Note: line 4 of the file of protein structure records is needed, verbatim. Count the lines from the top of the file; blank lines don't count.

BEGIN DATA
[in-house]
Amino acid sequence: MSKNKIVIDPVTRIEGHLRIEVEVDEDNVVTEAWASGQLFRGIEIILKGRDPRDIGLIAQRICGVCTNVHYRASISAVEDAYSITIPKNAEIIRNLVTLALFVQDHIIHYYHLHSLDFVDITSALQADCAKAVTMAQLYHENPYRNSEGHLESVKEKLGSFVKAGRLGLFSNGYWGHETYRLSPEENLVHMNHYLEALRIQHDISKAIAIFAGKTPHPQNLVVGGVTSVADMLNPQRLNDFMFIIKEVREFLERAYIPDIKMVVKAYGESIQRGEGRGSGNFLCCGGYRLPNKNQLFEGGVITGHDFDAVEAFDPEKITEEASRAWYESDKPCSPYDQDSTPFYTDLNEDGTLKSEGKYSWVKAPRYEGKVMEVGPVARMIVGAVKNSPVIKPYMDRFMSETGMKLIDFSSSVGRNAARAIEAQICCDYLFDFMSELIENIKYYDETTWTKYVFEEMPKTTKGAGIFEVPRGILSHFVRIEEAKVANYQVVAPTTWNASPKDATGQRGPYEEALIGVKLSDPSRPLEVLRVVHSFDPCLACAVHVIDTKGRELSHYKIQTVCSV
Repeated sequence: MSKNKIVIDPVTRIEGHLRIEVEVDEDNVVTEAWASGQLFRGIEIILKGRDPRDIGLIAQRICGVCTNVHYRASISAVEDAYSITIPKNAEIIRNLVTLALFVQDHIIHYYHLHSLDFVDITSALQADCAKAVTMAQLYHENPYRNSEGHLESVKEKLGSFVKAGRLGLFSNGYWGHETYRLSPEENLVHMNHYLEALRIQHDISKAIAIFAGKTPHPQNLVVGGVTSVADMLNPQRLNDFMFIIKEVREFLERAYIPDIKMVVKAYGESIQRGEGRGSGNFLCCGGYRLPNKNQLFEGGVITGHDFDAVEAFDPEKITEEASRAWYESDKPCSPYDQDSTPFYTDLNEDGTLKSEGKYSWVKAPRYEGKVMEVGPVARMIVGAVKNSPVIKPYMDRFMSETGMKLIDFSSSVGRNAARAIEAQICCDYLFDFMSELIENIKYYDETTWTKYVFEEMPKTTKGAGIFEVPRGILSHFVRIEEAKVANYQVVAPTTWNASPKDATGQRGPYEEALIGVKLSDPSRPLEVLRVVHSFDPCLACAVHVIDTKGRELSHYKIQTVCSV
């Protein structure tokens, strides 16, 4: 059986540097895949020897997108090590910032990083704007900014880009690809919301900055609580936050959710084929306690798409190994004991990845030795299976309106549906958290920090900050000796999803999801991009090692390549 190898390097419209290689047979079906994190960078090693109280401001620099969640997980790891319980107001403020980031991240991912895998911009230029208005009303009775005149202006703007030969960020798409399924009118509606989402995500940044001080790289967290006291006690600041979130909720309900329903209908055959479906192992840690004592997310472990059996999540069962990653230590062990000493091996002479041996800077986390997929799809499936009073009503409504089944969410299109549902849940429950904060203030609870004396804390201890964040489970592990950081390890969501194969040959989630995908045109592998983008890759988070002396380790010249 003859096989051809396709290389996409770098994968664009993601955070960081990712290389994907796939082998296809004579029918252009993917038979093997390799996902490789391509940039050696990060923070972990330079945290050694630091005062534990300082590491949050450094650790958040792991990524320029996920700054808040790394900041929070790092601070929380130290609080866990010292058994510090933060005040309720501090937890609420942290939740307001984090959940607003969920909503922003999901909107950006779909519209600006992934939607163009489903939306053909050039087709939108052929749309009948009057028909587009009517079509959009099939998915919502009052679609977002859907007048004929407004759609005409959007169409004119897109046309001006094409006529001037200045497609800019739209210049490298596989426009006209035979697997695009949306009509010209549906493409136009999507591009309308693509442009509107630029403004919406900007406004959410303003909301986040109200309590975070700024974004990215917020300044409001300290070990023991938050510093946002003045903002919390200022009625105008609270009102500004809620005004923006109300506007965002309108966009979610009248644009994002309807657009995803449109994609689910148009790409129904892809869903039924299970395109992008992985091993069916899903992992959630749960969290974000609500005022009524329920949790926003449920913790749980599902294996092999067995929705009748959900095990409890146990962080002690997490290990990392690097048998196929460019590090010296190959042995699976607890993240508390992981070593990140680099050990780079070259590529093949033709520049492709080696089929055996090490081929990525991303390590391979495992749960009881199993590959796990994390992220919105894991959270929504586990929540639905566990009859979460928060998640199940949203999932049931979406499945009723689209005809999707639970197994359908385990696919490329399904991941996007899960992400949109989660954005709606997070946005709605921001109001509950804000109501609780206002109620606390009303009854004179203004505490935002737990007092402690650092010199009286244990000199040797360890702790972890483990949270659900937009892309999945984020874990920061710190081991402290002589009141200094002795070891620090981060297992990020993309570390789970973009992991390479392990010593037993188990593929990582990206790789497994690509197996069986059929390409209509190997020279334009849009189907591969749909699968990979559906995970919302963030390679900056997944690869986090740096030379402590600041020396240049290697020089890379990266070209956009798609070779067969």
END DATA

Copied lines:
């Protein structure tokens, strides 16, 4: 059986540097895949020897997108090590910032990083704007900014880009690809919301900055609580936050959710084929306690798409190994004991990845030795299976309106549906958290920090900050000796999803999801991009090692390549 190898390097419209290689047979079906994190960078090693109280401001620099969640997980790891319980107001403020980031991240991912895998911009230029208005009303009775005149202006703007030969960020798409399924009118509606989402995500940044001080790289967290006291006690600041979130909720309900329903209908055959479906192992840690004592997310472990059996999540069962990653230590062990000493091996002479041996800077986390997929799809499936009073009503409504089944969410299109549902849940429950904060203030609870004396804390201890964040489970592990950081390890969501194969040959989630995908045109592998983008890759988070002396380790010249 003859096989051809396709290389996409770098994968664009993601955070960081990712290389994907796939082998296809004579029918252009993917038979093997390799996902490789391509940039050696990060923070972990330079945290050694630091005062534990300082590491949050450094650790958040792991990524320029996920700054808040790394900041929070790092601070929380130290609080866990010292058994510090933060005040309720501090937890609420942290939740307001984090959940607003969920909503922003999901909107950006779909519209600006992934939607163009489903939306053909050039087709939108052929749309009948009057028909587009009517079509959009099939998915919502009052679609977002859907007048004929407004759609005409959007169409004119897109046309001006094409006529001037200045497609800019739209210049490298596989426009006209035979697997695009949306009509010209549906493409136009999507591009309308693509442009509107630029403004919406900007406004959410303003909301986040109200309590975070700024974004990215917020300044409001300290070990023991938050510093946002003045903002919390200022009625105008609270009102500004809620005004923006109300506007965002309108966009979610009248644009994002309807657009995803449109994609689910148009790409129904892809869903039924299970395109992008992985091993069916899903992992959630749960969290974000609500005022009524329920949790926003449920913790749980599902294996092999067995929705009748959900095990409890146990962080002690997490290990990392690097048998196929460019590090010296190959042995699976607890993240508390992981070593990140680099050990780079070259590529093949033709520049492709080696089929055996090490081929990525991303390590391979495992749960009881199993590959796990994390992220919105894991959270929504586990929540639905566990009859979460928060998640199940949203999932049931979406499945009723689209005809999707639970197994359908385990696919490329399904991941996007899960992400949109989660954005709606997070946005709605921001109001509950804000109501609780206002109620606390009303009854004179203004505490935002737990007092402690650092010199009286244990000199040797360890702790972890483990949270659900937009892309999945984020874990920061710190081991402290002589009141200094002795070891620090981060297992990020993309570390789970973009992991390479392990010593037993188990593929990582990206790789497994690509197996069986059929390409209509190997020279334009849009189907591969749909699968990979559906995970919302963030390679900056997944690869986090740096030379402590600041020396240049290697020089890379990266070209956009798609070779067969």